Similarly, WinZO that raised its latest round of $65 million led by California-based Griffin Gaming Partners intends to utilise the funds it has secured to onboard the next 400 million people coming to the digital grid on its platform and create a trusted household brand that can be a one-stop-shop for all interactive entertainment needs.
WinZo is also focusing on brand building exercises. Given the fact that they are a microtransaction-backed platform, establishing a trusted household brand is very critical to the success of the product, says Paavan Nanda, Co-founder at WinZO.
The social gaming company already sponsors three teams in the The Pro-Kabaddi League and were also the official co-powered sponsor in the India-Australia Series.
Elaborating on brand building Nanda says, “Identifying other such mass-value properties, we announced collaborations as brand partners with movies that celebrate the spirit of sportsmanship, such as 83. We drive our brand campaigns in close collaboration with renowned marketers, the recent one being with Piyush Pandey of Ogilvy. We are also collaborating with digital megastars such as CarryMinati and Bhuvan Bam to further our vision of catapulting the Indian gaming industry to another level.”
With the help of fresh funding, some gaming companies are also looking at NFT
OneTo11 secured $2.5 Million in seed round from capital groups and global blockchain investors would be infusing the fund beyond expansion plans to new markets in Asia, Middle East, Europe and South America.
“We are looking at development of new games as OneTo11 is not just a single game but a collection of multiple games designed to match different gamer personalities. The new games being developed will be RPG games with NFT creation and trading capabilities which are quite useful for hardcore gamers that like playing games with long term engagement and large gamer communities,” says Anirban Chatterjee, COO and cofounder, OneTo11.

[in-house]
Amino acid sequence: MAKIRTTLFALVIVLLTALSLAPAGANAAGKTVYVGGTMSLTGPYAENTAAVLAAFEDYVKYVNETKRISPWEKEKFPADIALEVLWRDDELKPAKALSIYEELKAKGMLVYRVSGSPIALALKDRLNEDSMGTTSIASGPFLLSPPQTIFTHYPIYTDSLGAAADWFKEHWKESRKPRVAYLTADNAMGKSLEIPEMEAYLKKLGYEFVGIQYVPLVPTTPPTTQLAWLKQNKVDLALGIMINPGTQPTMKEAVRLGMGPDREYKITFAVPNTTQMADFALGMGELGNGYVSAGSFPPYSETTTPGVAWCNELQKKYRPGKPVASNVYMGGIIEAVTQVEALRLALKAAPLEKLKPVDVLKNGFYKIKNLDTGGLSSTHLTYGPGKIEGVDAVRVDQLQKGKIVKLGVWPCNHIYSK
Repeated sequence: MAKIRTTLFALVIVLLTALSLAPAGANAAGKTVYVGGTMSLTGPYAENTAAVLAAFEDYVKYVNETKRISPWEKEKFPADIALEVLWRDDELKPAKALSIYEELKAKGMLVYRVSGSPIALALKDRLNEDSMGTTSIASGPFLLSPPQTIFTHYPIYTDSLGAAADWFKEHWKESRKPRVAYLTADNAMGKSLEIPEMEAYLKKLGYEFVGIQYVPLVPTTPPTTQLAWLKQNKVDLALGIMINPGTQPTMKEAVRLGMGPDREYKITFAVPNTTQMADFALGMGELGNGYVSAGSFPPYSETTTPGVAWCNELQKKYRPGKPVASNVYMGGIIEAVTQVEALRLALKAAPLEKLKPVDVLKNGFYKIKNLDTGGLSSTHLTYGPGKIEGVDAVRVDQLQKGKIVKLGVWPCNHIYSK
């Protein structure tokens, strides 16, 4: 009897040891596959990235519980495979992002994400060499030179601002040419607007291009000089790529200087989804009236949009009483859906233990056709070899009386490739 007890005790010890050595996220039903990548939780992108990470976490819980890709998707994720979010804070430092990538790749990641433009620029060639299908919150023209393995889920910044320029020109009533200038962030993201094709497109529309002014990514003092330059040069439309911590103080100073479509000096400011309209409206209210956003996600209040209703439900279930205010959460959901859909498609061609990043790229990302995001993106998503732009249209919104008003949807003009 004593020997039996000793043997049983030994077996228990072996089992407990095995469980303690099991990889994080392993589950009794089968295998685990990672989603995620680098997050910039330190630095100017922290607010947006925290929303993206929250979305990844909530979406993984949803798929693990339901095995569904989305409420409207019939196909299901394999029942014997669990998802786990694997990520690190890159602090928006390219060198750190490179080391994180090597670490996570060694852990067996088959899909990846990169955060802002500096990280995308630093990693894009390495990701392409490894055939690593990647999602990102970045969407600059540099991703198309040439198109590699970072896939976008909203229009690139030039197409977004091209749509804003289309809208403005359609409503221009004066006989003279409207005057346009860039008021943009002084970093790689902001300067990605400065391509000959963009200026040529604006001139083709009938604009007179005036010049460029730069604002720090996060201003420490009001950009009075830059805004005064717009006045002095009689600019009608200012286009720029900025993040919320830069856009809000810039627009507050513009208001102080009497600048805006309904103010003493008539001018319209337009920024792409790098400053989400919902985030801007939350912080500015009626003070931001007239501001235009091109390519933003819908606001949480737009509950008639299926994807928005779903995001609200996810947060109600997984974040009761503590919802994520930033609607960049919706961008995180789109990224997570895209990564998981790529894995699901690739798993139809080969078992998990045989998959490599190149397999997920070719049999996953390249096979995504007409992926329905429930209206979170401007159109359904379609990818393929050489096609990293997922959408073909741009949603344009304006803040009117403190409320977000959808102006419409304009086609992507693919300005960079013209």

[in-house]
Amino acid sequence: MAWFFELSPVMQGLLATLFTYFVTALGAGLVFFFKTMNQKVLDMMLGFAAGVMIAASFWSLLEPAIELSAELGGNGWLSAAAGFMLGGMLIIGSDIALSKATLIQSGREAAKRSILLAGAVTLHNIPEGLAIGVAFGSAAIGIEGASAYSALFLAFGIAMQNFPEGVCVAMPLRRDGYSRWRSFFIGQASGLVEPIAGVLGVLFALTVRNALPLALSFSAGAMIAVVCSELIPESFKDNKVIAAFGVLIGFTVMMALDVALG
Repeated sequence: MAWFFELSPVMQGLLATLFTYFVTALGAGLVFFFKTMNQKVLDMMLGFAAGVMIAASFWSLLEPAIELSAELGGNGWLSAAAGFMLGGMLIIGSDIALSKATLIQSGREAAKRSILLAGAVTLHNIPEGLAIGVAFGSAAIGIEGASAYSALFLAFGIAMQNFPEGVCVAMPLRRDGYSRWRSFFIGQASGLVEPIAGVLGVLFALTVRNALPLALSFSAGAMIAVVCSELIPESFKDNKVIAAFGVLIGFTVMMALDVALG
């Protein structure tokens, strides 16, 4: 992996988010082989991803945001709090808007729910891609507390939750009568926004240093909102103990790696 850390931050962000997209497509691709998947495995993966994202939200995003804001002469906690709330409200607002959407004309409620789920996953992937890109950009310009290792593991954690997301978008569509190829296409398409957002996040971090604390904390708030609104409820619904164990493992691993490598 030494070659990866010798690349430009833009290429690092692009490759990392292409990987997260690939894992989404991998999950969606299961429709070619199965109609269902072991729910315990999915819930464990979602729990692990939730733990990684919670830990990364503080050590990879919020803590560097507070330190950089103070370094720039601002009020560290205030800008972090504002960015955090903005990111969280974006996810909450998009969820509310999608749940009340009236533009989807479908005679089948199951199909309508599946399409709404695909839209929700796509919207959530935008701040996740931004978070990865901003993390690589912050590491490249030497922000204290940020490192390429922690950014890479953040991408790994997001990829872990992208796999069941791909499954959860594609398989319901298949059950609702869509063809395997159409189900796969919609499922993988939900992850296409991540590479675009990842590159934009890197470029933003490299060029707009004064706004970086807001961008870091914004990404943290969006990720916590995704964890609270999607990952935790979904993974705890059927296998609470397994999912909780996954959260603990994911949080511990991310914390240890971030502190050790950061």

What the VCs want
Global investors have long term goals for the Indian
Ned Sherman, general partner at California-based venture capital firm Goal Ventures says they are excited about the future of the creator economy and the global gaming
marketplace and believe that the mobile gaming market in India, which is being fueled by improved smartphones, increased internet access, popular game titles, and influencers, has significant potential.
Gregory Milken, managing partner at venture growth firm March Gaming, again based in California, US, says that social gaming became a core mode of communication for Indian consumers in the lockdown leading to higher engagement and spending with streaming platforms.
As a result, according to Milken even if India generates a proportionally smaller revenue stream than other markets ($1.8 billion of $305 billion in 2021 global gaming revenue); as user spend increases and the market matures, compelling gaming and streaming content will proliferate from India.
March Gaming, a key investor in Rooter, says their expectation is the platform leverages the robust infrastructure. “Over the next 12 months, we would like to see Rooter focus on scaling the business locally. There are currently over 7.6 million MAU (monthly active users), with the majority based in India. We could reasonably see Rooter growing to 3x scale by the end of 2022. After more scale has been acquired, the focus will switch to international expansion and improving monetisation levers,” says Milken.